100 Greatest Women, #98: Jeannie Kendall

100 Greatest Women


Jeannie Kendall (The Kendalls)

A father-daughter duo from St. Louis, Missouri, The Kendalls had an impressive twenty-year chart run, which featured many big hits and two indisputably country classics. Singing lead on those hits was Jeannie Kendall, daughter and musical partner of Royce Kendall.

Royce had been involved in the music business for twenty years before he teamed up with his daughter. His first act was also a family one. With his brother Floyce, he was one-half of the Austin Brothers, and they were regulars on the TV show Town Hall Party back in the 1950’s. But it wasn’t until Royce paired up with his daughter that the family finally made a splash on the national scene.

After a few ill-advised folk covers, including “Leaving on a Jet Plane”, failed to make an impact, the duo broke through in a big way with the Jerry Gillespie song, “Heaven’s Just a Sin Away.” It was something of a shocking record back in the 1970’s. Even though “Help Me Make it Through the Night” had been a #1 single a few years earlier, a woman singing about giving in to sexual temptation was still a rarity on country radio. Couple it with the fact that her harmony partner while singing the lines “I think I’m giving in” was dear old Dad, and you can understand why some feathers were ruffled.

Regardless, the song won them both a CMA and a Grammy award, and they continued to mine the same topical vein, scoring big hits with “It Don’t Feel Like Sinnin’ to Me”, “You’d Make an Angel Want to Cheat”, “Teach Me to Cheat” and the #1 hit “Sweet Desire.” But they also found success with more plaintive country tunes, like their beautiful 1980 cover of the Dolly Parton-penned “Put it Off Until Tomorrow”, and their other signature song, “Thank God For the Radio”, the latter of which was covered in the nineties by a big fan of theirs named Alan Jackson.

The hits slowed down in the eighties, so the Kendalls did what every good country act of that era did: they took up residency in Branson, Missouri. For them, it was more of a homecoming, given their roots in the area. But they didn’t stay too long, and just when they were laying down tracks for a bluegrass album in 1998 , Royce died suddenly. Over the next few years, Jeannie finished the album herself, turning it into her solo debut. When the album was finally released in 2003, it received high praise from critics. Her second album, All the Girls I Am, followed in 2006. Jeannie continues to tour and record, keeping The Kendalls story alive, and writing new chapters as she goes.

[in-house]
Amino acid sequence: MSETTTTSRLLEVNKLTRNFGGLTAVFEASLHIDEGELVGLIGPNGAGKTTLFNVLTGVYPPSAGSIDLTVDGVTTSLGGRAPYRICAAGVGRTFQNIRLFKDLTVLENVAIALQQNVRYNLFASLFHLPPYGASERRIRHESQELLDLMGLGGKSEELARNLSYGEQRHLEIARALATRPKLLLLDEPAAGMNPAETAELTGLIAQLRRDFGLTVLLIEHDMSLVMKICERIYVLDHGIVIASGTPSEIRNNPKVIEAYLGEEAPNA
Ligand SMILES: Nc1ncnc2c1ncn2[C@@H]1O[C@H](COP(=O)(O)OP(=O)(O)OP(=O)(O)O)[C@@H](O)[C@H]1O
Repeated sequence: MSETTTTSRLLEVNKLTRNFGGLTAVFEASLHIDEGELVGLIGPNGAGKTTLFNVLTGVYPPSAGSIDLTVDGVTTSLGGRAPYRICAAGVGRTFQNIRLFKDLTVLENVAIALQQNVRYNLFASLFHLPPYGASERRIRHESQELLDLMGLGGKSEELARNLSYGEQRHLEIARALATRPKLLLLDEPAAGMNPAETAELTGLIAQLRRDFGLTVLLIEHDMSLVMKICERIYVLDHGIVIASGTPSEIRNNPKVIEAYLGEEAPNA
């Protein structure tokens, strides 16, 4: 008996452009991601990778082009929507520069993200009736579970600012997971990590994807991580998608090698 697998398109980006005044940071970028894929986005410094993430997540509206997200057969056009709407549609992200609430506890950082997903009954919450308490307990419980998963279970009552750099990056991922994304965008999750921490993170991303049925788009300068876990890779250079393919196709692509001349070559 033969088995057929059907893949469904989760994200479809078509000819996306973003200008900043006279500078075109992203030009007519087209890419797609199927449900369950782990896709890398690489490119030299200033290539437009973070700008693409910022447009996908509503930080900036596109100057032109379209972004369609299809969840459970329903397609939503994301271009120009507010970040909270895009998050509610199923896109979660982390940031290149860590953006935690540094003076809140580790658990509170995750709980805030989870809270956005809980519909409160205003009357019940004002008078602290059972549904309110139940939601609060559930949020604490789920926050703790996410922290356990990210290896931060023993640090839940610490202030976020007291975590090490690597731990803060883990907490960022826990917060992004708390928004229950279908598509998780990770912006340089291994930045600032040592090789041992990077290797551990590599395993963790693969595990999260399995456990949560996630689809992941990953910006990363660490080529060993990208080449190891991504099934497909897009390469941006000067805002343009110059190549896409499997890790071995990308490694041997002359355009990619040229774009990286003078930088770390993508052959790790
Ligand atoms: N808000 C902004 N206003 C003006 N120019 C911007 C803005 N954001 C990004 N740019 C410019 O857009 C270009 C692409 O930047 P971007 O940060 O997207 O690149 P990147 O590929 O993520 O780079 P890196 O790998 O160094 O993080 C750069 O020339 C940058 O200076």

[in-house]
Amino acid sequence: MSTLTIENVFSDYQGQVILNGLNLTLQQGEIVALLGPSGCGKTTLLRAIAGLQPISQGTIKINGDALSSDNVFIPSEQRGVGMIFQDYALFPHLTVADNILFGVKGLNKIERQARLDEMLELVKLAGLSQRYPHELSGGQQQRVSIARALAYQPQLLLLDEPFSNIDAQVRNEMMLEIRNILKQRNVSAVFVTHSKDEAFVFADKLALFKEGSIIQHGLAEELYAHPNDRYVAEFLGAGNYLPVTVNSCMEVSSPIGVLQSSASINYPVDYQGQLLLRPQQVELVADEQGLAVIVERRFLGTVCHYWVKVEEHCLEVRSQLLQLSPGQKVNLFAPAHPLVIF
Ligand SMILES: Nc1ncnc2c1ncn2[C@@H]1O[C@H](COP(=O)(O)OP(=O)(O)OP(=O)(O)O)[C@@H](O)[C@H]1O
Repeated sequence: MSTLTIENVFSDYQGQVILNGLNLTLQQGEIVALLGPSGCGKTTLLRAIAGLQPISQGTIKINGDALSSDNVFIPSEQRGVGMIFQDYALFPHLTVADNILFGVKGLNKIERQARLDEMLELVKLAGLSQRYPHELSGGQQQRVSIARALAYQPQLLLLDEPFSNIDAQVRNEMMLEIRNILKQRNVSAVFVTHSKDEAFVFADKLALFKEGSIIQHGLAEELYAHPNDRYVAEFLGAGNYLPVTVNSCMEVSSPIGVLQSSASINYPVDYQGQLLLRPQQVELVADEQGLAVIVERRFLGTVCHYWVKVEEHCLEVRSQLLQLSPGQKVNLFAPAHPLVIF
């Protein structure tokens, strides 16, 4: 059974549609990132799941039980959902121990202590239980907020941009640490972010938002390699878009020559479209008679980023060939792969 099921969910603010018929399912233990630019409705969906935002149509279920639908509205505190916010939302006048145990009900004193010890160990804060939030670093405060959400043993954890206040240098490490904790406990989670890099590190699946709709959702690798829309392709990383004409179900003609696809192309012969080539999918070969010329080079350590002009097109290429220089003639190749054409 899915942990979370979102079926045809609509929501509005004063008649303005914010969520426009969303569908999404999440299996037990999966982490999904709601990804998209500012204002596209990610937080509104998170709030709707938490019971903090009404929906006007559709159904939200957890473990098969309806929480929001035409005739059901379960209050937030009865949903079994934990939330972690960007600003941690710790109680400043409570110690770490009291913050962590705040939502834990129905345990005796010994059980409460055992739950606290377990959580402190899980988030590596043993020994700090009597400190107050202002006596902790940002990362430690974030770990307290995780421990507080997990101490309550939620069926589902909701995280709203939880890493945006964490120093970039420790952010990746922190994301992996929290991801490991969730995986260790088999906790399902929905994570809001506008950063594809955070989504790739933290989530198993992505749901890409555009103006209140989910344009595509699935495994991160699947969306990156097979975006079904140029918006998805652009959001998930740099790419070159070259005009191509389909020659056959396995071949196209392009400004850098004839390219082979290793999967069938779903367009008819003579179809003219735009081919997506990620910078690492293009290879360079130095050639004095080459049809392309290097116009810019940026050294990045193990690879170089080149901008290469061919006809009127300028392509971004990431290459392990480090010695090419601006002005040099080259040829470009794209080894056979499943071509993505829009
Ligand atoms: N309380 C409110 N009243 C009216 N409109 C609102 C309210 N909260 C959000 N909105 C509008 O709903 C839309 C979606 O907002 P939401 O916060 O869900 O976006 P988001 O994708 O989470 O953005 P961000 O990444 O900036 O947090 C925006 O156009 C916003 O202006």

Jeannie Kendall (The Kendalls)

Essential Singles

  • “Heaven’s Just a Sin Away” – 1977
  • “It Don’t Feel Like Sinnin’ to Me” – 1978
  • “Sweet Desire” – 1978
  • “Put it Off Until Tomorrow” – 1980
  • “Thank God For the Radio” – 1984

Essential Album

  • Heaven’s Just a Sin Away (1977)
  • Jeannie Kendall (2003)

Industry Awards

  • CMA Single of the Year – “Heaven’s Just a Sin Away”, 1978
  • Grammy, Best Country Vocal Performance, Duo/Group – “Heaven’s Just a Sin Away”, 1979

==> #97. Barbara Fairchild

<== #99. Sugar (Dave & Sugar)

100 Greatest Women: The Complete List


  1. I’ll put together a list over the next couple of weeks – I will say this – although Connie Smith is my all-time favorite female country singer (and probably the best pure vocalist, period), she won’t make my top three in terms of influence and importance

  2. they were before my time, but i was listening to some of their stuff after i saw this and it made me wish i was around to hear them then.

  3. Me too, Bobbi. I like her duet with Alan Jackson on her solo self titled albumt that Kevin mentioned. That whole albumt is good, actually.

  4. The Kendalls were a huge country act in the late 70s and 1980’s with three #1 records and many top tens and top 40 hits. Jeannie sang lead with Royce proving harmony so she deserves a far higher place on your chart than #98, absurdly low. She also deserves credit for being one of the very few “pure country” female vocalists of that era to become a big star.

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